I've been racking my brains recently about triangle meshes and curvature. The problem with triangle meshes is that they don't really want to have decent normals defined for them, especially if your triangles have inflections between them from the generation.
Someone who is much better than me at geometry pointed me at a really good article about normals and curvature from arbitrary meshes. The article is Estimating Curvatures and Their Derivatives on Triangle Meshes.
There are implementations of the ideas in the article in trimesh2. It's worthwhile taking a look at the source code (it's in C/C++) and is fairly self-explanatory if not optimal.
Calculating the normal on an arbitrary mesh is fairly simple if you don't want to be accurate in the slightest. Just take the average of the triangles that share the point. This works fairly well if your triangles do not have inflections and they are divided into separate surfaces (or faces depending on your terminology). The idea behind this paper is to look at regions of points and to get the average of these, but weight them for their distance from the point you are attempting to calculate.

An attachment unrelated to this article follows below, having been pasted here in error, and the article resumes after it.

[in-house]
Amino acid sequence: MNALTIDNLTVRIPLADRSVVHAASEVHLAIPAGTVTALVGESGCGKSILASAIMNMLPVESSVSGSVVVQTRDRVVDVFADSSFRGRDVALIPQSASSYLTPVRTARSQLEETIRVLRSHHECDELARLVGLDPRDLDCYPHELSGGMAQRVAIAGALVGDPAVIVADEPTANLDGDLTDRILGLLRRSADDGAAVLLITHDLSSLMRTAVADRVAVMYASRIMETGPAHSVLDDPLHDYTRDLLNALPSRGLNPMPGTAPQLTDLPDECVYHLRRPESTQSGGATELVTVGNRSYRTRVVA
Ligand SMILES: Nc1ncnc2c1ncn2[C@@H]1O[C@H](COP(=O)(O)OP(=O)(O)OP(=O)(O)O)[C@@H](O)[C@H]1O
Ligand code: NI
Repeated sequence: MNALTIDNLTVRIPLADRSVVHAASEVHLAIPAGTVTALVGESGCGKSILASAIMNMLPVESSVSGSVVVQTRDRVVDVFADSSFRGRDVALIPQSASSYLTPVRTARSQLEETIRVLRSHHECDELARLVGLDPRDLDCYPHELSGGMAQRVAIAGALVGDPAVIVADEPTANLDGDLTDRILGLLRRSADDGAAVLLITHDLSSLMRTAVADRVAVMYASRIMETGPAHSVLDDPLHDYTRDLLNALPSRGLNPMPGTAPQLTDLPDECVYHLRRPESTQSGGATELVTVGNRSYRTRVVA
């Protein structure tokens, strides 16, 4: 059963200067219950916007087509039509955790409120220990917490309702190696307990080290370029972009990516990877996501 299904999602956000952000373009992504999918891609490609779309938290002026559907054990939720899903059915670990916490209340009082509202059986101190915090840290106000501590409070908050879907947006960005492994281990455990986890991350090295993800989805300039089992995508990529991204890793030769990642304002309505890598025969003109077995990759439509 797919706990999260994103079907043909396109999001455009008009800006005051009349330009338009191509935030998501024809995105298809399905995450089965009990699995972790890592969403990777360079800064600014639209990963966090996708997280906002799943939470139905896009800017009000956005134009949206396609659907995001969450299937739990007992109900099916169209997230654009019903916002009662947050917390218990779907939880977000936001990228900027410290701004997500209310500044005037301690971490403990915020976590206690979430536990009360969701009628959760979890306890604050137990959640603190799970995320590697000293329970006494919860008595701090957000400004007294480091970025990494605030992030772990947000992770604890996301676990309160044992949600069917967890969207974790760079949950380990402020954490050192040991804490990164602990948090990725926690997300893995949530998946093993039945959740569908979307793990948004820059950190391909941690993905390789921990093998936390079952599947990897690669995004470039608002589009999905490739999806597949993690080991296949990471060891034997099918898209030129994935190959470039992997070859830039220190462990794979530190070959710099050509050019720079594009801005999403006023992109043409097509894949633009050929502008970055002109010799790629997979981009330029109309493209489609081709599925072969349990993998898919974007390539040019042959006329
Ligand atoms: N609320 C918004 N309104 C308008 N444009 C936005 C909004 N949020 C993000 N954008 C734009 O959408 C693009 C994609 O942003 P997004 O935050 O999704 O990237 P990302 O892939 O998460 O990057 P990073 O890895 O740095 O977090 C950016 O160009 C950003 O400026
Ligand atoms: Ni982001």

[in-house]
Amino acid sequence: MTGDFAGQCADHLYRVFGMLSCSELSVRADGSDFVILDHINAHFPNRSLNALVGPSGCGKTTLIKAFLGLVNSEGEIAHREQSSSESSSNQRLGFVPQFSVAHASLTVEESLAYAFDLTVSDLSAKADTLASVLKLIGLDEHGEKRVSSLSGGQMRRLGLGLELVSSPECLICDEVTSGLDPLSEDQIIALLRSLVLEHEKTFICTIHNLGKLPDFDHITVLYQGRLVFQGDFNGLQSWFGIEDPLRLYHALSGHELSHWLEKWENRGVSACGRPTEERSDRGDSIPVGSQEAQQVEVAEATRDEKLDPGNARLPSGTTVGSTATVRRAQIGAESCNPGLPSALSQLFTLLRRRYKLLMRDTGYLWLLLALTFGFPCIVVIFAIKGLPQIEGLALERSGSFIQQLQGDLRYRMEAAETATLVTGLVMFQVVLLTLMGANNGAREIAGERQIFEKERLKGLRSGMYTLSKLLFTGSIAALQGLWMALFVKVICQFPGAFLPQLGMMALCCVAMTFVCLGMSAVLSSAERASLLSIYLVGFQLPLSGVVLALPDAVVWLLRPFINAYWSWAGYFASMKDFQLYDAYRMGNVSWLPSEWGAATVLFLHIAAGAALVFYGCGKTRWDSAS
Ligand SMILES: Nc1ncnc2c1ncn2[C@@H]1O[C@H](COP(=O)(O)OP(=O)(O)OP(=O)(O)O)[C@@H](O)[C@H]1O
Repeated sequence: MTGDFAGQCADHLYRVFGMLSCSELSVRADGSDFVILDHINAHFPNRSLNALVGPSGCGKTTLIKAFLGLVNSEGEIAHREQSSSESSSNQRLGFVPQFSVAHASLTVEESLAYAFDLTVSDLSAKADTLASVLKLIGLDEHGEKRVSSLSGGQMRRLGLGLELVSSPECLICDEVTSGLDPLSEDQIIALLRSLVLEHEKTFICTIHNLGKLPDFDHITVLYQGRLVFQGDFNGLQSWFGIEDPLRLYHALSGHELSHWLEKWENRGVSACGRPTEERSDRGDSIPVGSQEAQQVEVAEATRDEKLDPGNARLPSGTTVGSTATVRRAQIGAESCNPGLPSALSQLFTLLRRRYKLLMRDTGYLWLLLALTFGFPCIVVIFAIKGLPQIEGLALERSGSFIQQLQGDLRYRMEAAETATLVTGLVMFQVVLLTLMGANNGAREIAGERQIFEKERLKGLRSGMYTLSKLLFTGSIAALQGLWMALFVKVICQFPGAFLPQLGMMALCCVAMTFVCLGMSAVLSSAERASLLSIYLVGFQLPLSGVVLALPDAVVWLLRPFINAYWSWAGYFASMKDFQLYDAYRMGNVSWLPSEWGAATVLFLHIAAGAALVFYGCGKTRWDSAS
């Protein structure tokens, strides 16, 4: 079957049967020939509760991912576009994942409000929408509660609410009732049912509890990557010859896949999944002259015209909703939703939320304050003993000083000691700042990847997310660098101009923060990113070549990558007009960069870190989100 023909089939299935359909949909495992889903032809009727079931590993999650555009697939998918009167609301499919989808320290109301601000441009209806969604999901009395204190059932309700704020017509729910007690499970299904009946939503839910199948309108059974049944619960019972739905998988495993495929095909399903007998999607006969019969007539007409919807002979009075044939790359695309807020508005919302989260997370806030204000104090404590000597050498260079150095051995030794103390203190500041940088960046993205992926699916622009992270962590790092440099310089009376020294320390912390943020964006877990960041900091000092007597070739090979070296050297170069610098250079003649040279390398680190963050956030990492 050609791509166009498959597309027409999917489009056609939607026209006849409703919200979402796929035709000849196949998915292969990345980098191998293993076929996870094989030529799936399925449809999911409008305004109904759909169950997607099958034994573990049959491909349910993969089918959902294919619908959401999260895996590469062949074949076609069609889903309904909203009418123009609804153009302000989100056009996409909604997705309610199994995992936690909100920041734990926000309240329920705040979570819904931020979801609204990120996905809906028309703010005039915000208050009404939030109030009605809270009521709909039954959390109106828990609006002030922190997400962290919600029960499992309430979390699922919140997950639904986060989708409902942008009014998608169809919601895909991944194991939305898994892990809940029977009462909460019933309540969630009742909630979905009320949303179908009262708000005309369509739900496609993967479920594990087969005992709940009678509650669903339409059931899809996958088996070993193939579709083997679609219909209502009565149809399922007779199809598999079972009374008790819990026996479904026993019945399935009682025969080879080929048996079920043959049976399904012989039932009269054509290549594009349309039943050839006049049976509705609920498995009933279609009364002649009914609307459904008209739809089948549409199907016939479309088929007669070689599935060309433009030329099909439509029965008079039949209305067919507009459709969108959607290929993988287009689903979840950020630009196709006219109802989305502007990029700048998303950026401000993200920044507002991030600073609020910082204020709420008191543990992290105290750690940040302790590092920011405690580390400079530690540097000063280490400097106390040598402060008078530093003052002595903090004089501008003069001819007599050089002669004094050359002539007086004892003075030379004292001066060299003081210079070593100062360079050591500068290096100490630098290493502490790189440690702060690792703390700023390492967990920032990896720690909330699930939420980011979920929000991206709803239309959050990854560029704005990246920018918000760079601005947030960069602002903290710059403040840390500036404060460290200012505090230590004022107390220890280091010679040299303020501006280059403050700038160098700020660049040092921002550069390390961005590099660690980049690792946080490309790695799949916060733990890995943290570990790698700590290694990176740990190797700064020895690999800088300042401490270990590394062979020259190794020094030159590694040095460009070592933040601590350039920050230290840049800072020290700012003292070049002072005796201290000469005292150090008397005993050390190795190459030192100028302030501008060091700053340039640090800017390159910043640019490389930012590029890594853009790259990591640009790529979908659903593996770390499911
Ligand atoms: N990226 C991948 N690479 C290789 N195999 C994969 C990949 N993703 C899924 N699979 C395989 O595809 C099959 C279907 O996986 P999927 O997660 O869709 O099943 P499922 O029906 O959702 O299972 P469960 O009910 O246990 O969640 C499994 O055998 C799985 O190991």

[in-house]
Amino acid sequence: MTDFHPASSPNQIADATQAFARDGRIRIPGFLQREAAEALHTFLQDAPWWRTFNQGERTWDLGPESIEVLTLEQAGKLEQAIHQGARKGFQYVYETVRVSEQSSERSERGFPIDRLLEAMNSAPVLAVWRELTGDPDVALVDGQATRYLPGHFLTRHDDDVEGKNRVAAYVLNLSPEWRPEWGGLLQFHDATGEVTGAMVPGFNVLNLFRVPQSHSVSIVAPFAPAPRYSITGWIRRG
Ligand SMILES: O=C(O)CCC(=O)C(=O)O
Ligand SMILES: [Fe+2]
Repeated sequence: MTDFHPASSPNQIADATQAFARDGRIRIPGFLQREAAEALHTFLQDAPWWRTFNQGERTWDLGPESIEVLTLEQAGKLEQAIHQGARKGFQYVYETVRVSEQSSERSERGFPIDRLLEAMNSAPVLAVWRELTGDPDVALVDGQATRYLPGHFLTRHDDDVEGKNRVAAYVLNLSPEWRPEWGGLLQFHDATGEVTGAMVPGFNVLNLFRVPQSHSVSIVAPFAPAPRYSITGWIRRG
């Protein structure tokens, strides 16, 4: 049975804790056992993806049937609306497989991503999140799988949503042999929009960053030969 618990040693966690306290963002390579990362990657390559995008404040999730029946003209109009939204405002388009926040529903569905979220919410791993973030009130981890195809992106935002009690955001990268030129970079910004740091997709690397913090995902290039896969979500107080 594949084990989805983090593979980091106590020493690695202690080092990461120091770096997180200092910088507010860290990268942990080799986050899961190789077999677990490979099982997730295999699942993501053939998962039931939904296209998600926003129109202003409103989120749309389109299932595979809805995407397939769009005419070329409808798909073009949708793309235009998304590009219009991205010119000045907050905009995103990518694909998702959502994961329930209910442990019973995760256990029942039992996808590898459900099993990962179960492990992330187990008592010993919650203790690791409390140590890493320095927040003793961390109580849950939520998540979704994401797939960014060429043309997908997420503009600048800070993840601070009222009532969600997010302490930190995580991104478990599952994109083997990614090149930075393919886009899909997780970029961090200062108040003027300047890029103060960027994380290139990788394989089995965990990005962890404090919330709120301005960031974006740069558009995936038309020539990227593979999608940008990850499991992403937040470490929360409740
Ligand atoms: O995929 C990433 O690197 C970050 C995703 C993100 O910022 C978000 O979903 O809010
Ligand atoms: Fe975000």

If you store this data it is only a one time calculation hit, so it will not slow down your program. This type of calculation is perfect for 3D rendering, although I need to see the overall quality in order to determine if it can be used for applications requiring more accurate results like CAD/CAM.